Fort Hood, Texas, 2006; Detention Review Authority, Multinational Division-Baghdad,
Iraq, 2005; Operational Law Attorney, First Brigade Combat Team, Fourth Infantry
Division (Mechanized), Taji, Iraq, and Fort Hood, Texas, 2004–2005; Trial Counsel,
Special Assistant United States Attorney, and Claims Attorney, Joint Readiness Training
Center & Fort Polk, Louisiana, 2004–2005. Member of the bars of the District of
Columbia, the U.S. Supreme Court, the U.S. Court of Appeals for the Armed Forces, and
the U.S. Court of Appeals for Veterans Claims. Some of the author’s related publications
include Major Evan R. Seamone, Improved Assessment of Child Custody Cases Involving
Combat Veterans with Posttraumatic Stress Disorder, 50 FAM. CT. REV. (forthcoming
Apr. 2012); Major Evan R. Seamone, The Counterinsurgency in Legal Counseling:
Preparing Attorneys to Defend Veterans Against Themselves in Criminal Cases, in
NATIONAL VETERANS FOUNDATION, ATTORNEYS GUIDE TO DEFENDING VETERANS IN
CRIMINAL COURT (Floyd “Shad” Meshad & Brockton Hunter eds., 2012). The thesis from
which this article originated was submitted in partial completion of the Master of Laws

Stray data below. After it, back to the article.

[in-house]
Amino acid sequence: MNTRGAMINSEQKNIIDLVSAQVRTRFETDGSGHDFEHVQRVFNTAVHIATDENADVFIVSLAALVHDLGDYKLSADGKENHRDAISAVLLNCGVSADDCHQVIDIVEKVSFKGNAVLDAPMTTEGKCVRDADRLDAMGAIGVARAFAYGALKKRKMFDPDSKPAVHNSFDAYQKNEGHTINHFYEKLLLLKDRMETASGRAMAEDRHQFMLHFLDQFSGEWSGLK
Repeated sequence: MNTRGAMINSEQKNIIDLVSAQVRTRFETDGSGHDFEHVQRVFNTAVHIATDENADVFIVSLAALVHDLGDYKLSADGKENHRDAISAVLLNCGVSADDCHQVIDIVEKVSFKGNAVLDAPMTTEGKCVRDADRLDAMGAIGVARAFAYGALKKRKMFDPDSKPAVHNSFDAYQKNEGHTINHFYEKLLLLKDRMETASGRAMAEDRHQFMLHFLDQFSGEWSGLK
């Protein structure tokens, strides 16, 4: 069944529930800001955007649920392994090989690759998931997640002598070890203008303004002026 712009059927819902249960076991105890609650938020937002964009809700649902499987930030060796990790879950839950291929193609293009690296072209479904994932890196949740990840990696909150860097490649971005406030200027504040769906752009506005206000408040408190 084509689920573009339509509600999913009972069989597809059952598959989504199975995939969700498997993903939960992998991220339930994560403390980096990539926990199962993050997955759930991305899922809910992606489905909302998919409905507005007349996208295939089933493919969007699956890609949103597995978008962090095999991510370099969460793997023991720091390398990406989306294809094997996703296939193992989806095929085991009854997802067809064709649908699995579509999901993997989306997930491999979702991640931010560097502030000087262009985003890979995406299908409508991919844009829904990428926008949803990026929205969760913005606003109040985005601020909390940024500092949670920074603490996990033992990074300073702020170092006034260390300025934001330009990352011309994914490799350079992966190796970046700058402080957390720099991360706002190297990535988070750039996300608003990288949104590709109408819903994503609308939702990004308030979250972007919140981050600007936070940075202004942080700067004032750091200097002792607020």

requirements of the 59th Judge Advocate Officer Graduate Course. The author may be
contacted at evan.seamone@us.army.mil.
2 MILITARY LAW REVIEW [Vol. 208
Preface
After ten years of sustained combat operations, a legal system has
emerged in response to the special needs of servicemembers who have
sustained Posttraumatic Stress Disorder (PTSD) and other unseen
injuries in combat. Recognizing that these wounded warriors experience
symptoms that often manifest in criminal conduct, this justice system
incorporates advanced “problem-solving” strategies in its sentencing
practices. It provides offenders with a second chance to escape the
disabilities of a conviction by dismissing or expunging their charges